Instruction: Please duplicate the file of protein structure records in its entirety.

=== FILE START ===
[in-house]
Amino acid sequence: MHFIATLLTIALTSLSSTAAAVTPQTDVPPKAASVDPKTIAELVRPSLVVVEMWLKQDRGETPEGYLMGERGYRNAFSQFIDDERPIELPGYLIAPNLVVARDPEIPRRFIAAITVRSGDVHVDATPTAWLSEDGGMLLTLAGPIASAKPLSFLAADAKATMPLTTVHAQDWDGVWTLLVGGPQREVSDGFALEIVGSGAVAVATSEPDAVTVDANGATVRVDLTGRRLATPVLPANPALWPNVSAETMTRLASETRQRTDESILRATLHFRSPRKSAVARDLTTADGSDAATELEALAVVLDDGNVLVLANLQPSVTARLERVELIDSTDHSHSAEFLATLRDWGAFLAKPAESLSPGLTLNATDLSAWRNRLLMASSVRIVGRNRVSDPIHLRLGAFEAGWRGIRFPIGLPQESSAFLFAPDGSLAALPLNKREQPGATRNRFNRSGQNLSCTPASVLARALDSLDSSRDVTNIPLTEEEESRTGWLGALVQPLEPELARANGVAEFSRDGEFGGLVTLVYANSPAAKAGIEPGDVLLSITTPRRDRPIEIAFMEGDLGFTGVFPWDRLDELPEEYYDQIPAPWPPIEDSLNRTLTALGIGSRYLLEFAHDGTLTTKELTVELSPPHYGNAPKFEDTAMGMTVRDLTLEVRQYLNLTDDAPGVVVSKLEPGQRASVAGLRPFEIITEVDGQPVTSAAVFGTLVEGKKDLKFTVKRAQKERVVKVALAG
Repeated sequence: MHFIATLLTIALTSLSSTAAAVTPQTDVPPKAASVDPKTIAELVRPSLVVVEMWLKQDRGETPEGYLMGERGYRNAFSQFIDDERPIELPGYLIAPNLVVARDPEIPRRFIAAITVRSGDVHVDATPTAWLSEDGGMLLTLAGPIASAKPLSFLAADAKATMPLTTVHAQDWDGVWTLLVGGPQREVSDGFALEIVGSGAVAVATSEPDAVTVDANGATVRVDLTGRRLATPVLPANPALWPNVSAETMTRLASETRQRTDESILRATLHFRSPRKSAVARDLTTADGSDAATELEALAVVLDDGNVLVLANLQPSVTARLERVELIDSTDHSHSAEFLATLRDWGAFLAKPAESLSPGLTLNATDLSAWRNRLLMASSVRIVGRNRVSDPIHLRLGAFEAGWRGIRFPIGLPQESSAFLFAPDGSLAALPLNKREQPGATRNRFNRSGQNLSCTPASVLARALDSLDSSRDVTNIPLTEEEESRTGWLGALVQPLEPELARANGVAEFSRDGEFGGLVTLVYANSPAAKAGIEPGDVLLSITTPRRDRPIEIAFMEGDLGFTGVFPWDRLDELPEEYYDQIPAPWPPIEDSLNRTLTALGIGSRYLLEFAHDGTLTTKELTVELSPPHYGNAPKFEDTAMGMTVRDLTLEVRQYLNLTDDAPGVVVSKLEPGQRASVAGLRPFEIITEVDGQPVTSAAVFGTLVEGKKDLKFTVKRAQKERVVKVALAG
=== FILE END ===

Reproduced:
[in-house]
Amino acid sequence: MHFIATLLTIALTSLSSTAAAVTPQTDVPPKAASVDPKTIAELVRPSLVVVEMWLKQDRGETPEGYLMGERGYRNAFSQFIDDERPIELPGYLIAPNLVVARDPEIPRRFIAAITVRSGDVHVDATPTAWLSEDGGMLLTLAGPIASAKPLSFLAADAKATMPLTTVHAQDWDGVWTLLVGGPQREVSDGFALEIVGSGAVAVATSEPDAVTVDANGATVRVDLTGRRLATPVLPANPALWPNVSAETMTRLASETRQRTDESILRATLHFRSPRKSAVARDLTTADGSDAATELEALAVVLDDGNVLVLANLQPSVTARLERVELIDSTDHSHSAEFLATLRDWGAFLAKPAESLSPGLTLNATDLSAWRNRLLMASSVRIVGRNRVSDPIHLRLGAFEAGWRGIRFPIGLPQESSAFLFAPDGSLAALPLNKREQPGATRNRFNRSGQNLSCTPASVLARALDSLDSSRDVTNIPLTEEEESRTGWLGALVQPLEPELARANGVAEFSRDGEFGGLVTLVYANSPAAKAGIEPGDVLLSITTPRRDRPIEIAFMEGDLGFTGVFPWDRLDELPEEYYDQIPAPWPPIEDSLNRTLTALGIGSRYLLEFAHDGTLTTKELTVELSPPHYGNAPKFEDTAMGMTVRDLTLEVRQYLNLTDDAPGVVVSKLEPGQRASVAGLRPFEIITEVDGQPVTSAAVFGTLVEGKKDLKFTVKRAQKERVVKVALAG
Repeated sequence: MHFIATLLTIALTSLSSTAAAVTPQTDVPPKAASVDPKTIAELVRPSLVVVEMWLKQDRGETPEGYLMGERGYRNAFSQFIDDERPIELPGYLIAPNLVVARDPEIPRRFIAAITVRSGDVHVDATPTAWLSEDGGMLLTLAGPIASAKPLSFLAADAKATMPLTTVHAQDWDGVWTLLVGGPQREVSDGFALEIVGSGAVAVATSEPDAVTVDANGATVRVDLTGRRLATPVLPANPALWPNVSAETMTRLASETRQRTDESILRATLHFRSPRKSAVARDLTTADGSDAATELEALAVVLDDGNVLVLANLQPSVTARLERVELIDSTDHSHSAEFLATLRDWGAFLAKPAESLSPGLTLNATDLSAWRNRLLMASSVRIVGRNRVSDPIHLRLGAFEAGWRGIRFPIGLPQESSAFLFAPDGSLAALPLNKREQPGATRNRFNRSGQNLSCTPASVLARALDSLDSSRDVTNIPLTEEEESRTGWLGALVQPLEPELARANGVAEFSRDGEFGGLVTLVYANSPAAKAGIEPGDVLLSITTPRRDRPIEIAFMEGDLGFTGVFPWDRLDELPEEYYDQIPAPWPPIEDSLNRTLTALGIGSRYLLEFAHDGTLTTKELTVELSPPHYGNAPKFEDTAMGMTVRDLTLEVRQYLNLTDDAPGVVVSKLEPGQRASVAGLRPFEIITEVDGQPVTSAAVFGTLVEGKKDLKFTVKRAQKERVVKVALAG